In Specright, we have hundreds of specification templates based on different types of data: packaging, raw materials, ingredients, formulas – even machinery spec templates. Our specification templates were created based on industry best practices and removed the guesswork on what data to capture in a specification. Templates also standardize naming conventions so you can make sure everyone is talking about the same thing.

You should also look back at your goals to make sure you’re capturing the right data. For example, if sustainability is important, you need to capture additional data such as percent recycled content in your packaging materials specification. If the product is designed for a specific retailer, noting any retailer requirements related to pallet builds or package design (hello, shelf height restrictions) is also key.

Making sure you capture enough information and the right information ensures your finished product meets the needs of your target audience. Here’s a glimpse of what that looks like in Specright.

3. Identify Which Stakeholders Need to Be Involved in the Development Process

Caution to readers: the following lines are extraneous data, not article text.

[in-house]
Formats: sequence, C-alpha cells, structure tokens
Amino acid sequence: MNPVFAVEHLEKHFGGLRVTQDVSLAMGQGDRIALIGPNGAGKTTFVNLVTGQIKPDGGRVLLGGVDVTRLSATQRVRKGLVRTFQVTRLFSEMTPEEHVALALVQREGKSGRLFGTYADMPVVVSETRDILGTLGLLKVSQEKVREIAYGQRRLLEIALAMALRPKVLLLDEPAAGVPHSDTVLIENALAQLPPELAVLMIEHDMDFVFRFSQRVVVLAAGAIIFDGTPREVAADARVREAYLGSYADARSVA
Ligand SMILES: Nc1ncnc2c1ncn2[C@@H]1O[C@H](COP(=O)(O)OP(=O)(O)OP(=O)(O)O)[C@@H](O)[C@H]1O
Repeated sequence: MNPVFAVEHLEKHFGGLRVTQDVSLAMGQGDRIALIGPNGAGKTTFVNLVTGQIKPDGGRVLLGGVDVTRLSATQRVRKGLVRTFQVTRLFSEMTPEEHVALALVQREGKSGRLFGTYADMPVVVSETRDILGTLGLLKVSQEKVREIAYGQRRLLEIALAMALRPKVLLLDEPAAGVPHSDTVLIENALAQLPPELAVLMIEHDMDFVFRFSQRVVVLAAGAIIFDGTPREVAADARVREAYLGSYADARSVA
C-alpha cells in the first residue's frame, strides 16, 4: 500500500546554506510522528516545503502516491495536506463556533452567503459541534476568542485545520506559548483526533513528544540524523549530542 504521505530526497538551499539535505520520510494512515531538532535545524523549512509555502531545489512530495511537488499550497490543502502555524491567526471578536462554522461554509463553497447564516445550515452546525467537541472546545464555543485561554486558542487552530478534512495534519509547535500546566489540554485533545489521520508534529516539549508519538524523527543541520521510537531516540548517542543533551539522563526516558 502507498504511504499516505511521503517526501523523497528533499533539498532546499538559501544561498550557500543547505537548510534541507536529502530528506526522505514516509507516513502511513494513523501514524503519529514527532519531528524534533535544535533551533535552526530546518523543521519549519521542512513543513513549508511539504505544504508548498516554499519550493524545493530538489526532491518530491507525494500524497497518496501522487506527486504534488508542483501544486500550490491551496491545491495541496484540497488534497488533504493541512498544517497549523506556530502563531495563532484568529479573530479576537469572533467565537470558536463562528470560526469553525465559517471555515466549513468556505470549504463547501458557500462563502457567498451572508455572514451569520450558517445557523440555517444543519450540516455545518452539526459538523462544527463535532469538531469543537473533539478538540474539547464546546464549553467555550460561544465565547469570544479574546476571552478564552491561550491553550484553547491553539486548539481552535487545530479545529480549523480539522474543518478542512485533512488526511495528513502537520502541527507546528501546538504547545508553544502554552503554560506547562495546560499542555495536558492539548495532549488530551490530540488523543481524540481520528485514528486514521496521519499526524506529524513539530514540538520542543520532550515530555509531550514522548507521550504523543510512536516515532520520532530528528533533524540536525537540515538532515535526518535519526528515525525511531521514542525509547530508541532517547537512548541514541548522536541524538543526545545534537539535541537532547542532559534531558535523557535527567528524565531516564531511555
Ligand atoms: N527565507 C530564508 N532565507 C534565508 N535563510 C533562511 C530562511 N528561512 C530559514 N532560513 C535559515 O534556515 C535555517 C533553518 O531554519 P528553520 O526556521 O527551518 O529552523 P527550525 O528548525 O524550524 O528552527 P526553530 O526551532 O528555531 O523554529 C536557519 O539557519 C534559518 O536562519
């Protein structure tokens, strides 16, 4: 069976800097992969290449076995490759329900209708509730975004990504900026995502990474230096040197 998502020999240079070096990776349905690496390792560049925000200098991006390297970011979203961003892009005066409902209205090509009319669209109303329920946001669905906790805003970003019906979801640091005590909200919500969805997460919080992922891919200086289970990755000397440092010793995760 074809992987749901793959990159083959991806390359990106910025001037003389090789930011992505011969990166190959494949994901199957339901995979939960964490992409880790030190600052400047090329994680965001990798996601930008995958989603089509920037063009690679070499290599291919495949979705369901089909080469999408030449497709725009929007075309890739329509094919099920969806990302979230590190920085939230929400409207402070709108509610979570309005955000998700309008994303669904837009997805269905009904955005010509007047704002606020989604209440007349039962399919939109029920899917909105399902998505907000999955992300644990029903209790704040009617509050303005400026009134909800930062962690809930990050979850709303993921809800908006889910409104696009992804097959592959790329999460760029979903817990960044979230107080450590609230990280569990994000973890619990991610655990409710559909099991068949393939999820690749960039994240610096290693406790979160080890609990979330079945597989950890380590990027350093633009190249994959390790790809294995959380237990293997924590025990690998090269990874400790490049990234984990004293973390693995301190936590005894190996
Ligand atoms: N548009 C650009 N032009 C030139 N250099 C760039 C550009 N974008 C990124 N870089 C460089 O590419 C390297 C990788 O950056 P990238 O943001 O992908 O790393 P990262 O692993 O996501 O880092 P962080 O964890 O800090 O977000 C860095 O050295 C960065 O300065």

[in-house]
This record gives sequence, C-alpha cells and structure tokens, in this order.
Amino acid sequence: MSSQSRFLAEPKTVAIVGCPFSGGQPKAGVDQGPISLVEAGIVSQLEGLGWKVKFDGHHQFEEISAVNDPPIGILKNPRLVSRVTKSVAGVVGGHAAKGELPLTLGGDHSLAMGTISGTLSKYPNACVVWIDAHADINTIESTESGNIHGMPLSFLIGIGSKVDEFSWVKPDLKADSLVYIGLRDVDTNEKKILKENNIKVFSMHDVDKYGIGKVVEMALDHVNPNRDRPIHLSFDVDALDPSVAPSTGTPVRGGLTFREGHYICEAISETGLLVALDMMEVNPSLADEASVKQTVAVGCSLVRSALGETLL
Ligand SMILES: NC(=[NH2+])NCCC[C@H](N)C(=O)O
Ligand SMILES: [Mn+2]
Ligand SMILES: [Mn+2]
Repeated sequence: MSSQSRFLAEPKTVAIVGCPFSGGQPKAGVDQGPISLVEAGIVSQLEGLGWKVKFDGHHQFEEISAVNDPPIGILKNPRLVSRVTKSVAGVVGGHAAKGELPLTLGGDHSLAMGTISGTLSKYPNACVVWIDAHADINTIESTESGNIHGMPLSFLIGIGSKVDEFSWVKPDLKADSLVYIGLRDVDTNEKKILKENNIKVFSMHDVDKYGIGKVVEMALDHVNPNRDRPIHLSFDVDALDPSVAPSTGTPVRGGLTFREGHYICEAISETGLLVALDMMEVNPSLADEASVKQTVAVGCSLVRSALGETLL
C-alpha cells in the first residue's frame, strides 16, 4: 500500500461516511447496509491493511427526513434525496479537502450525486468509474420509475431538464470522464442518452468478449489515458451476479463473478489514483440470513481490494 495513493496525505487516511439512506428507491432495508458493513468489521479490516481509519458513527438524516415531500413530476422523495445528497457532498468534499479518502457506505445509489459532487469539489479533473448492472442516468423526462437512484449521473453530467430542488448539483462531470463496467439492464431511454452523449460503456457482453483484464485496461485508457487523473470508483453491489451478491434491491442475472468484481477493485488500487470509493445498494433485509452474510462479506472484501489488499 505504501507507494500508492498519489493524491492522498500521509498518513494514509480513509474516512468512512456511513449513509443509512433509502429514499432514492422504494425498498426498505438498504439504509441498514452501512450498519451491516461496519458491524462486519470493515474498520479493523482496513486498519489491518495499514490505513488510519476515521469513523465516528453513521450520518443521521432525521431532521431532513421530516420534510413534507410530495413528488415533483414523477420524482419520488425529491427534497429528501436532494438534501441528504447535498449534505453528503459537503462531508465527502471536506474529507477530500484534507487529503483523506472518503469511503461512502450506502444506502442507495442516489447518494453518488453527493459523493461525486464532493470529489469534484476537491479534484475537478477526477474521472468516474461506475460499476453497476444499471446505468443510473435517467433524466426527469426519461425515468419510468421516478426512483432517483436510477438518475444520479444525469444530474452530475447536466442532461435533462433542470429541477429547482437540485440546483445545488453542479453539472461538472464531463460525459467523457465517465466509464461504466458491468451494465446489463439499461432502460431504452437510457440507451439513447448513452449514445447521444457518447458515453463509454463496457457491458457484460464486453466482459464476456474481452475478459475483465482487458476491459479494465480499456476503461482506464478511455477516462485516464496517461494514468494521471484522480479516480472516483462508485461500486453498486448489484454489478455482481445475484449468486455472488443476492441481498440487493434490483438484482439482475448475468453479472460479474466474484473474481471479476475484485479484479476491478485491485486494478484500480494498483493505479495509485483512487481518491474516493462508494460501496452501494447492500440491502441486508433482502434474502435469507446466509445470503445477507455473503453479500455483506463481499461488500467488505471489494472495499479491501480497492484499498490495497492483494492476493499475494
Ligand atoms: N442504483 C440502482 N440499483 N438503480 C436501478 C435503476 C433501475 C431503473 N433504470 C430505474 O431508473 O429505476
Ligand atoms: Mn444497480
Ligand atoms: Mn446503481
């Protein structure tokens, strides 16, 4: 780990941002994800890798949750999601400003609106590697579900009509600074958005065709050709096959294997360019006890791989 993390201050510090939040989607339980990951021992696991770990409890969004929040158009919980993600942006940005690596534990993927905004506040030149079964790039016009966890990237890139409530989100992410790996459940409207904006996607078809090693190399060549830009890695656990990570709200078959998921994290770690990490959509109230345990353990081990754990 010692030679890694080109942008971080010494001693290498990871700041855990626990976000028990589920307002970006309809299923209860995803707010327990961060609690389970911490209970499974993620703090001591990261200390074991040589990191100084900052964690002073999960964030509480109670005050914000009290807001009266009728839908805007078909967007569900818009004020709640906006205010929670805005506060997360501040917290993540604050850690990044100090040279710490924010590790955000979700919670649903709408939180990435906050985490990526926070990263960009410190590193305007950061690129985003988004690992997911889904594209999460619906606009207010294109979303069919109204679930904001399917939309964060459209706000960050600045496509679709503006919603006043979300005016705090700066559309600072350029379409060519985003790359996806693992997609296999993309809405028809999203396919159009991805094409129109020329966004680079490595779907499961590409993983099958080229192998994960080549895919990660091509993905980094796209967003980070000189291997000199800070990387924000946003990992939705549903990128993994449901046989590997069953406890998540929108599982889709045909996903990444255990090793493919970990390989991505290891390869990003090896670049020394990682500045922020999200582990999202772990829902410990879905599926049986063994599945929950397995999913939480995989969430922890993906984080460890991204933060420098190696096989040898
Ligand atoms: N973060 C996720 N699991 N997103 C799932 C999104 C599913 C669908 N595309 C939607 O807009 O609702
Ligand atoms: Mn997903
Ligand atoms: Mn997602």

Effective specifications keep everyone on the same page – both internally with your company and externally with your suppliers and even retail partners. In fact, we recently conducted the first-ever study on specification management and found that cross-department approvals are extremely common.

As a best practice, most companies include packaging engineering, product development, quality assurance, and suppliers as approvers. Once you identify who needs to be involved, you can create approval processes and workflows to make sure the right stakeholders are involved. One quick note: specifications can sometimes house sensitive information. With Specright, you can easily set up role-based permissions so the right people see the data they need – and don’t have access to data outside of their purview.

4. Gather Specification Data Across Departments and Supply Chain Partners

The next step is to gather the data you need to create your specifications from all departments and suppliers. This step is typically challenging because, for many companies, it involves hundreds or thousands of emails and spreadsheets to gather the required data.

In today’s world, data exchange via email is a serious bottleneck and even a potential security risk. With Specright, you can instantly request information from each stakeholder to build a complete specification. After all, much of this information will come from suppliers or other departments. You can also set up approvals to ensure data is accurate and up-to-date and never have to worry about searching through your inbox for the latest version.

5. Link Your Specifications to Create Traceability